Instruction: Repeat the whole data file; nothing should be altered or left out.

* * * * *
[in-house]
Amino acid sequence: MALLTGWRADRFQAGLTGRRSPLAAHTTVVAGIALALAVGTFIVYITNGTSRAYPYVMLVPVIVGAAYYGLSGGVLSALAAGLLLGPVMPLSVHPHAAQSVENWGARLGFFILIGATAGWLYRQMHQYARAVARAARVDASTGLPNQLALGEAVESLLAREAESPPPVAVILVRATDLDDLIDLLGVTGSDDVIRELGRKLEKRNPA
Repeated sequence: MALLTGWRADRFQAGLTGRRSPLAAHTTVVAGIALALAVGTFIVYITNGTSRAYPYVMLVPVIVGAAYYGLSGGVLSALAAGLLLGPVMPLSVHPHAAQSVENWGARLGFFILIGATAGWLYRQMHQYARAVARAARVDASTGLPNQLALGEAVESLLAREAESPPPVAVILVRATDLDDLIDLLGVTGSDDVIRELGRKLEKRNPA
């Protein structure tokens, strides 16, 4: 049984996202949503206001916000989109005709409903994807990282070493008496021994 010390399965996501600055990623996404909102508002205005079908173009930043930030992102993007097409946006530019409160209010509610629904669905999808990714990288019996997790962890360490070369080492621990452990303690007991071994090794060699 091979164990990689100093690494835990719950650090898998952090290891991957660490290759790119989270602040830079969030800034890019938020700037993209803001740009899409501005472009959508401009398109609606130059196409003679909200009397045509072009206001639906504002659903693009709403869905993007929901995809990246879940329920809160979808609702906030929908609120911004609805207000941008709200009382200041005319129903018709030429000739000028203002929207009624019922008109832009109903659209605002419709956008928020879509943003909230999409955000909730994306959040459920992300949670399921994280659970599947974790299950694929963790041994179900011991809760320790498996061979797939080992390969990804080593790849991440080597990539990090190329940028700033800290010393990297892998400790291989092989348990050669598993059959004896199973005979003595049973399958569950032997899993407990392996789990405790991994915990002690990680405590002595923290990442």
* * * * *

[in-house]
Amino acid sequence: MALLTGWRADRFQAGLTGRRSPLAAHTTVVAGIALALAVGTFIVYITNGTSRAYPYVMLVPVIVGAAYYGLSGGVLSALAAGLLLGPVMPLSVHPHAAQSVENWGARLGFFILIGATAGWLYRQMHQYARAVARAARVDASTGLPNQLALGEAVESLLAREAESPPPVAVILVRATDLDDLIDLLGVTGSDDVIRELGRKLEKRNPA
Repeated sequence: MALLTGWRADRFQAGLTGRRSPLAAHTTVVAGIALALAVGTFIVYITNGTSRAYPYVMLVPVIVGAAYYGLSGGVLSALAAGLLLGPVMPLSVHPHAAQSVENWGARLGFFILIGATAGWLYRQMHQYARAVARAARVDASTGLPNQLALGEAVESLLAREAESPPPVAVILVRATDLDDLIDLLGVTGSDDVIRELGRKLEKRNPA
């Protein structure tokens, strides 16, 4: 049984996202949503206001916000989109005709409903994807990282070493008496021994 010390399965996501600055990623996404909102508002205005079908173009930043930030992102993007097409946006530019409160209010509610629904669905999808990714990288019996997790962890360490070369080492621990452990303690007991071994090794060699 091979164990990689100093690494835990719950650090898998952090290891991957660490290759790119989270602040830079969030800034890019938020700037993209803001740009899409501005472009959508401009398109609606130059196409003679909200009397045509072009206001639906504002659903693009709403869905993007929901995809990246879940329920809160979808609702906030929908609120911004609805207000941008709200009382200041005319129903018709030429000739000028203002929207009624019922008109832009109903659209605002419709956008928020879509943003909230999409955000909730994306959040459920992300949670399921994280659970599947974790299950694929963790041994179900011991809760320790498996061979797939080992390969990804080593790849991440080597990539990090190329940028700033800290010393990297892998400790291989092989348990050669598993059959004896199973005979003595049973399958569950032997899993407990392996789990405790991994915990002690990680405590002595923290990442």